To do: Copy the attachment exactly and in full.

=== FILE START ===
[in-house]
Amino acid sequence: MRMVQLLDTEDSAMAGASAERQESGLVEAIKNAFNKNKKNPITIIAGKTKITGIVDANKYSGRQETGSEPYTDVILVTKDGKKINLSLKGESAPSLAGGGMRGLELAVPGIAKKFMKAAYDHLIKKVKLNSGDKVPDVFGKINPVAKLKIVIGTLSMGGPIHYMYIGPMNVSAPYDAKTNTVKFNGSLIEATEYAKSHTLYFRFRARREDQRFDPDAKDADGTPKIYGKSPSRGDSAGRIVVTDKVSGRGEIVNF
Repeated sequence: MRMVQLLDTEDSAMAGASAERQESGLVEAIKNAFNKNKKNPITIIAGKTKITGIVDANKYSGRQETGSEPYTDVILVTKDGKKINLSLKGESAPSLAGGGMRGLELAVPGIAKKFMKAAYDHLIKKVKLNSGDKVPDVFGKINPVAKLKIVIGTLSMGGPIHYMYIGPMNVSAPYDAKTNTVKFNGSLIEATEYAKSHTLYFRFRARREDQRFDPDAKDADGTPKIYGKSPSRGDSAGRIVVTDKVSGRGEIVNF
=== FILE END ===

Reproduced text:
[in-house]
Amino acid sequence: MRMVQLLDTEDSAMAGASAERQESGLVEAIKNAFNKNKKNPITIIAGKTKITGIVDANKYSGRQETGSEPYTDVILVTKDGKKINLSLKGESAPSLAGGGMRGLELAVPGIAKKFMKAAYDHLIKKVKLNSGDKVPDVFGKINPVAKLKIVIGTLSMGGPIHYMYIGPMNVSAPYDAKTNTVKFNGSLIEATEYAKSHTLYFRFRARREDQRFDPDAKDADGTPKIYGKSPSRGDSAGRIVVTDKVSGRGEIVNF
Repeated sequence: MRMVQLLDTEDSAMAGASAERQESGLVEAIKNAFNKNKKNPITIIAGKTKITGIVDANKYSGRQETGSEPYTDVILVTKDGKKINLSLKGESAPSLAGGGMRGLELAVPGIAKKFMKAAYDHLIKKVKLNSGDKVPDVFGKINPVAKLKIVIGTLSMGGPIHYMYIGPMNVSAPYDAKTNTVKFNGSLIEATEYAKSHTLYFRFRARREDQRFDPDAKDADGTPKIYGKSPSRGDSAGRIVVTDKVSGRGEIVNF